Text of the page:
Tuesday, October 20, 2009

This Day in World War II History (MacArthur Returns)

October 20, 1944—Splashing ashore in knee-deep water, in long, powerful strides, General Douglas MacArthur made good on his promise of two years before when he was compelled to abandon the fortress of Corregidor: “I shall return.”

Nobody could accuse the general of cowardice, and the “island-hopping strategy” in the South Pacific that brought him back to the Philippines—bypassing heavily fortified Japanese strongholds for more vulnerable points—saved thousands of American lives.

But, characteristically, MacArthur’s return—a huge morale booster for a Filipino population suffering under misrule under the Empire of the Rising Sun—was also marked by histrionics. Dwight D. Eisenhower, an aide to MacArthur during the 1930s, remarked that he had studied dramatics under the general—and you can see it in how the Pacific commander prepared for his landing and what he did upon getting to shore.

All through the morning, the general watched 200,000 of his troops offload seven miles off the shore of Leyte Gulf. At last, after his luncheon, he decided to come in with the third wave of the landings.

Just before he went in, he signaled to his public-relations staff: “Regard publicity set-up as excellent. I desire to broadcast from beach as soon as apparatus can be set up. After I have done so you can use records made to broadcast to the U.S. and to the Philippines at such times and in such ways as you deem best.”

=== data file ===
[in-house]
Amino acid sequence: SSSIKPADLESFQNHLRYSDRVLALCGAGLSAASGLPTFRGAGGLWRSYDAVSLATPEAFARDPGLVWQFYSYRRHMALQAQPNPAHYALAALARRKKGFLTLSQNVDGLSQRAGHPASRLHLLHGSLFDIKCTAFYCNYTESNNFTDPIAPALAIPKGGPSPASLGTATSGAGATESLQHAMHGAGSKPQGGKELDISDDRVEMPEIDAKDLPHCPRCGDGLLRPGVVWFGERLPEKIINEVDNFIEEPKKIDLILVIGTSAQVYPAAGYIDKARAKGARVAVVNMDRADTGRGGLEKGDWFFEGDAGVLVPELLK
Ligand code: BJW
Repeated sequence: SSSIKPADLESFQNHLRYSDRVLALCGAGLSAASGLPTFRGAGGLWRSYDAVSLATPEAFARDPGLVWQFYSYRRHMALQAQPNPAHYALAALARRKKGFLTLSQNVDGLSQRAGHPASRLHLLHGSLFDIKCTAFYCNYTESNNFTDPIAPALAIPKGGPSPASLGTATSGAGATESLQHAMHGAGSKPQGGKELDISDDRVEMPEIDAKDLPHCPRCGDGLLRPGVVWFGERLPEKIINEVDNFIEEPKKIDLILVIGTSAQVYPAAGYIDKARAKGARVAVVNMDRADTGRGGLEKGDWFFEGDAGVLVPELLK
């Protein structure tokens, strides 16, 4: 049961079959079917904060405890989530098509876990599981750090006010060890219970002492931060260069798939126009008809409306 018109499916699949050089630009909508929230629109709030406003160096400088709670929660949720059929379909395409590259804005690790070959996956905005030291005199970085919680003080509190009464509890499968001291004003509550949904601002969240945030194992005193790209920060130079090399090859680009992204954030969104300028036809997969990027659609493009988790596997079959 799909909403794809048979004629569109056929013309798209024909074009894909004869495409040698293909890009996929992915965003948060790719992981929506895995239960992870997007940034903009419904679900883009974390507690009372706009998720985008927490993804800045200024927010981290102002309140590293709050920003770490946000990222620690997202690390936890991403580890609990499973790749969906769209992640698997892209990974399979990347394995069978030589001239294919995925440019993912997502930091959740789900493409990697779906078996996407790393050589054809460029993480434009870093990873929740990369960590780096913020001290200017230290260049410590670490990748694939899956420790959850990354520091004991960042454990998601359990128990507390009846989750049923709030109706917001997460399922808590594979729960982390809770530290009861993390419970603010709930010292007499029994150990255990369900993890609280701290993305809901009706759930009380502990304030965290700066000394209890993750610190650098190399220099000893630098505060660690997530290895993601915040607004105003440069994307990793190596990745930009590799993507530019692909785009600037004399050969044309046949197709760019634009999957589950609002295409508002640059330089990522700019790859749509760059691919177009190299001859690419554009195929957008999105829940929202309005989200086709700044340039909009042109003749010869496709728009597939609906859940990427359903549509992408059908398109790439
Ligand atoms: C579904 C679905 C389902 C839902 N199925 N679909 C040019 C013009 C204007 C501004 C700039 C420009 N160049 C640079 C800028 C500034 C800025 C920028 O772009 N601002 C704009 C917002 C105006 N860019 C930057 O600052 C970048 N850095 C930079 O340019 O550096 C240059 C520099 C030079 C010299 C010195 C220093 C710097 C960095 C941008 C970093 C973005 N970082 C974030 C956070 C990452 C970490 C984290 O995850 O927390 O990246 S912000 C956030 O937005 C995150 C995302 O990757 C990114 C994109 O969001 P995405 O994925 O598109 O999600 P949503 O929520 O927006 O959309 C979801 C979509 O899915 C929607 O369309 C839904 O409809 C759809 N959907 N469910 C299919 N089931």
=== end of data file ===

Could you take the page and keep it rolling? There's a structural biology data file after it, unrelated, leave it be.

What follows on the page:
After wading ashore, MacArthur repeated his dramatic walk. Why would he do so, particularly when snipers could have cut him down? Why, for the benefit of newsreel cameras, of course!

Standing by his side was the President of the Philippines, Sergio Osmena, who had been unable to persuade the great man that it might be safer to wait until the troops had eliminated Japanese resistance before they waded in. Now, with a mobile broadcast unit set up, MacArthur was ready to speak: “People of the Philippines: I have returned.”

The general continued for a few sentences, paying tribute to the “unswerving and resolute devotion to the principles of freedom” demonstrated by Filipino patriots. But what must have stood out for many a listener was this short sentence: “Rally to me.”

Somewhere along the line, MacArthur had forgotten that there is no “I” in “team,” nor in “Army.” His egomania was such that he had already been seriously contemplating running for President against Franklin Roosevelt, his commander in chief.

Military historian Max Hastings’ judgment on the general in Retribution: The Battle for Japan 1944-1945 is not without harsh truth: “MacArthur displayed a taste for fantasy quite unsuited to a field commander, together with ambition close to megalomania and consistently poor judgement as a picker of subordinates.”

David McCullough’s view, however, rings with truth, too: “There's no question about his patriotism, there's no question about his courage, and there's no question, it seems to me, about his importance as one of the protagonists of the 20th century."

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